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America: The Last Best Hope, Volume 2

Publisher: Thomas Nelson • 2007 • 608 pages
4.62 out of 5 • View Ratings Details • 13 Ratings

In “America: The Last Best Hope, Volume II,” renowned historian and educator William J. Bennett continues his acclaimed history of the United States — and confronts head-on the America-hating historians whose works liberals have imported into our schools and universities by the truckload. Covering the period from World War I to the Reagan Era, this new book is a lively and unapologetically patriotic account of the tumultuous decades that saw America become a world power, face down Nazi and Communist tyranny, and stand today against the global Islamic jihad as the world’s last, best hope to defend freedom.

In this large and sweeping volume Bennett, Ronald Reagan’s Secretary of Education and compiler of The Book of Virtues, draws upon a breathtaking array of sources in order to bring you inside the momentous history of the twentieth and early twenty-first century. He recounts numerous insider details that cast familiar historical events in a new light, from former President Theodore Roosevelt’s World War I meeting with President Woodrow Wilson in which he pleaded to be given the authority to lead a regiment in France to Ronald Reagan’s confiding to his son Michael what he regretted most about losing the 1976 Republican Presidential nomination to Gerald Ford – and many more.

From World War I through the Prohibition era, the Great Depression and the New Deal, to World War II, Korea, Vietnam, and the Cold War, Bennett retains an eye for the telling detail and the larger significance of particular events. Scores of larger-than-life figures stride memorably through Bennett’s account – from Theodore Roosevelt and Wilson to Marcus Garvey, Henry Ford, Huey Long, Winston Churchill, Douglas MacArthur, Nikita Khrushchev, Martin Luther King, and many, many others.

Unlike the Leftist historians who speak and write as if American history was little more than a litany of injustice, racism, imperialism, and oppression, Bennett writes this book with careful attention to historical accuracy, a keen and insightful conservative perspective, and, above all, with forthright and unashamed patriotism. As people around the world today look to America as their best earthly hope, here is a welcome and comprehensive antidote to the Hate-America-First indoctrination that passes for education in all too many of our schools.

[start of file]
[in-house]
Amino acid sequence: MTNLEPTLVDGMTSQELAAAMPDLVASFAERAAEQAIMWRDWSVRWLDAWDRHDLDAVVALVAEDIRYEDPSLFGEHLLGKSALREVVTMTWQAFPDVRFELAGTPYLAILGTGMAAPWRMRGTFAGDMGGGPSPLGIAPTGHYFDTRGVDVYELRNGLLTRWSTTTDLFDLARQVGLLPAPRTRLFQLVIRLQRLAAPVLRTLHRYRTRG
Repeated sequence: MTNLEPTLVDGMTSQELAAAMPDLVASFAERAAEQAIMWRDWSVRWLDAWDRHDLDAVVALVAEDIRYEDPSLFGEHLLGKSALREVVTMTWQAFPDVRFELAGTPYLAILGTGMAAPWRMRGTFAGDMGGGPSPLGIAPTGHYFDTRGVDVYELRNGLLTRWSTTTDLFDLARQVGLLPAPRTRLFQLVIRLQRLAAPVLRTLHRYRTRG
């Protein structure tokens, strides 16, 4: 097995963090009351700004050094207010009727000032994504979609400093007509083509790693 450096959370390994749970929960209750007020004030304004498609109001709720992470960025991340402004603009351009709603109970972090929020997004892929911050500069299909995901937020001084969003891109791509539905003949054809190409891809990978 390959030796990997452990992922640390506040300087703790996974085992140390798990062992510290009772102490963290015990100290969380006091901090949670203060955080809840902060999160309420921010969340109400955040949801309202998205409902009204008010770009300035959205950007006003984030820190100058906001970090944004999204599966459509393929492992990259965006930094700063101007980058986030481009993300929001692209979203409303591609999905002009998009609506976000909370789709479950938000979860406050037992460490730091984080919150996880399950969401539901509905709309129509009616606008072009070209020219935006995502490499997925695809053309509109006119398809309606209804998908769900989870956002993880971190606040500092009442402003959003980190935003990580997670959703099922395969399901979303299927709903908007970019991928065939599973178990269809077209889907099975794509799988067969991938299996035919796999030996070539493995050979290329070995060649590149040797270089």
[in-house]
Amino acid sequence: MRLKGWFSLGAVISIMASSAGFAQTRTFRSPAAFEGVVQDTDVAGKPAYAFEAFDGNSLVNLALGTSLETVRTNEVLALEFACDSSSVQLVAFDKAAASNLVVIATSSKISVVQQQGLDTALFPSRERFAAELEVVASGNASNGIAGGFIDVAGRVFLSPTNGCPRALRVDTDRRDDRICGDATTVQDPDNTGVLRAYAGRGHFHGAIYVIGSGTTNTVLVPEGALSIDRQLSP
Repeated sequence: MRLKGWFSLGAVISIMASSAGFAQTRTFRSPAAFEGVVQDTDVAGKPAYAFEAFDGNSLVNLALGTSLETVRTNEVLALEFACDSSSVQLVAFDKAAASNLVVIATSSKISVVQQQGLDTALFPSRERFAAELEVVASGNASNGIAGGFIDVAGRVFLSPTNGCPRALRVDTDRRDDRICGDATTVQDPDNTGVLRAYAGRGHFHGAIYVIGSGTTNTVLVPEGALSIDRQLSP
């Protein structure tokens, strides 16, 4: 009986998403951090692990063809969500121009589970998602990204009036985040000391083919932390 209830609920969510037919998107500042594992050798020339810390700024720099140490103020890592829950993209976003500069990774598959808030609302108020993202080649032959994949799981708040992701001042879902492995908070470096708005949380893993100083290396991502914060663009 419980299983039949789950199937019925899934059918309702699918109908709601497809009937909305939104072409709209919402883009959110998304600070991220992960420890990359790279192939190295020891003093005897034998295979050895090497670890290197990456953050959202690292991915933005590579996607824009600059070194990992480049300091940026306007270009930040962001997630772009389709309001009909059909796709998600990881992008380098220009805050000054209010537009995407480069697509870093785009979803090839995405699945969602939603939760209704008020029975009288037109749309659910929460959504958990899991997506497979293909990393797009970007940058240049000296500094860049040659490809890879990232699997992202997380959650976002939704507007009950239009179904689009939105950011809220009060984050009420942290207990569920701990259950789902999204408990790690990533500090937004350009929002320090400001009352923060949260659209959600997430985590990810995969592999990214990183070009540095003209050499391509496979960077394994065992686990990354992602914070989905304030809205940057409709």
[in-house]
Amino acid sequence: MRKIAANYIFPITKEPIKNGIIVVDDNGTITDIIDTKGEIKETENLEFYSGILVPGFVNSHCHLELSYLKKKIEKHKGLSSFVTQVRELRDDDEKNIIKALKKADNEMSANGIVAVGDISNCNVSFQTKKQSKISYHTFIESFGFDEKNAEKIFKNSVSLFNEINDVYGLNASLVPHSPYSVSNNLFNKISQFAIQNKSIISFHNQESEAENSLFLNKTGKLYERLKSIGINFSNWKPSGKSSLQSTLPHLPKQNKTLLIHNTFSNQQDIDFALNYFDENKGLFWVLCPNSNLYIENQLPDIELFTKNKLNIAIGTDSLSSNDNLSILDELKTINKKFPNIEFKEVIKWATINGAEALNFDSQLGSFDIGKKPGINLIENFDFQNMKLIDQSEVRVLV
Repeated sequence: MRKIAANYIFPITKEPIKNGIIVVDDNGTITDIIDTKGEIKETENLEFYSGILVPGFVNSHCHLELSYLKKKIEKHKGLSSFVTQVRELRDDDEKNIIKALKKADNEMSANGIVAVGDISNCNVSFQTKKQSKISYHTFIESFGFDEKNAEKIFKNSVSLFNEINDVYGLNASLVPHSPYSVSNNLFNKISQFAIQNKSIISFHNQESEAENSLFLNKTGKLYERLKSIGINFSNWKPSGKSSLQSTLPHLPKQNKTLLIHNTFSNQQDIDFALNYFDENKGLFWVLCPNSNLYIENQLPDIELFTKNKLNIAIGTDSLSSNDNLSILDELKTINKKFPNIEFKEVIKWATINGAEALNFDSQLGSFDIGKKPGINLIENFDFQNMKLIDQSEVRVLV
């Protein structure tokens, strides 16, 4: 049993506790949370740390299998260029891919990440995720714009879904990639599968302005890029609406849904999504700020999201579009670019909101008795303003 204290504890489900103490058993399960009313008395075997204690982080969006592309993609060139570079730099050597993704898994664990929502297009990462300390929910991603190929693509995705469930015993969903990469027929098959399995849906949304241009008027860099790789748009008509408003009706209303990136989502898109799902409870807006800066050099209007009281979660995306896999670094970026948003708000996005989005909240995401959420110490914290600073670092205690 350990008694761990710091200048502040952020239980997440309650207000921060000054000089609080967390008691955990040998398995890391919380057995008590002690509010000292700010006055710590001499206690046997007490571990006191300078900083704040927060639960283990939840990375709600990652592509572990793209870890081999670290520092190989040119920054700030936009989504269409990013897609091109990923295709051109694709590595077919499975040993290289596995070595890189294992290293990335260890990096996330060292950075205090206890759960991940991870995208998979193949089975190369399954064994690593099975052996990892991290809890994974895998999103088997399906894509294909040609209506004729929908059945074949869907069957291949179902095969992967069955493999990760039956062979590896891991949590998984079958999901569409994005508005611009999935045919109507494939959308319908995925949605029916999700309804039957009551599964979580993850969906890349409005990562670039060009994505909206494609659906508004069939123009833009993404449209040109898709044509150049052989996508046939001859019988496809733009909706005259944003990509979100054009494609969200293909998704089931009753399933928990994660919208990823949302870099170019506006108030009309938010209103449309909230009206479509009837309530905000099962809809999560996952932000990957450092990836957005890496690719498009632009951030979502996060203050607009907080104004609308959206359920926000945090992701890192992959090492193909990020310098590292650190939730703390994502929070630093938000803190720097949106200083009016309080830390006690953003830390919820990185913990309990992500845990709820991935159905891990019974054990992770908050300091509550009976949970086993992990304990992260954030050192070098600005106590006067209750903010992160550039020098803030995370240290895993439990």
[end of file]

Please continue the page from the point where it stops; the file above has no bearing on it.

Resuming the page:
This American history book is different – it’s accurate, patriotic, and conservative:

  • How Woodrow Wilson’s inflexibility and disdain for others’ judgment gained him the hostility of his British and French allies
  • Why the men who opposed America’s entry into the League of Nations were not the blinkered reactionaries of myth – and how close the U.S. came, at Woodrow Wilson’s insistence, to giving to an international body the authority to get America into a war
  • After World War I: why no man was more responsible for losing the peace than Woodrow Wilson – and how his intransigence led directly to World War II
  • How Herbert Hoover moved decisively against racial segregation decades before the civil rights movement even began
  • Prohibition: why the national ban on alcohol was strongly supported in many Southern and Western states – where the Democratic Party had been strong since Andrew Jackson’s time
  • Unwise decisions Herbert Hoover made — showing a fundamental lack of confidence in representative government – that deepened and prolonged the Great Depression
  • Why fellow Democratic leader Al Smith saw in Franklin Roosevelt’s populism a demagogic appeal, a declaration of class warfare
  • The origins of many of today’s political alignments: how Hollywood, academia, the press, libraries, and public universities are inhabited by tens of thousands of people who can trace the existence of their jobs or their institutions to a federal program begun under FDR
  • Why the charge that Roosevelt knew the Pearl Harbor attack was coming and kept silent in order to involve us in the war does not withstand careful analysis
  • How Charles A. Lindbergh urged Roosevelt to negotiate with Hitler – and why FDR’s adamant refusal had important implications for race relations in America
  • Franklin Roosevelt’s slight appreciation of the radical threat posed by aggressive, subversive Communism – and its disastrous results at the post-World War II Yalta summit
  • How, against conservatives’ advice, Harry Truman ordered U.S. troops to withdraw from advanced positions they had seized in the closing days of World War II – and would come to regret it
  • The British statesman who told Harry Truman: “You, more than any other man, have saved Western Civilization”
  • Senator Joe McCarthy: how his constant badgering of witnesses, his unstable personal conduct, and his general recklessness led to his undoing
  • Why John F. Kennedy considered the struggle against Communism and the civil rights movement to be two sides of the same coin
  • How, during the Watergate Affair, Richard Nixon became a mirror image of the man who made his national reputation: Alger Hiss
  • How Americans at first rallied behind Jimmy Carter during the Iranian hostage crisis – until it became clear that he had no command of the situation, and that it was emboldening the Soviets
  • Ronald Reagan: how he perceived that the Soviet Union was in imminent danger of collapse long before anyone else did
  • How, although Reagan’s speech at the Berlin Wall stands today as one of the great speeches in American history, at the time the liberal media paid little attention

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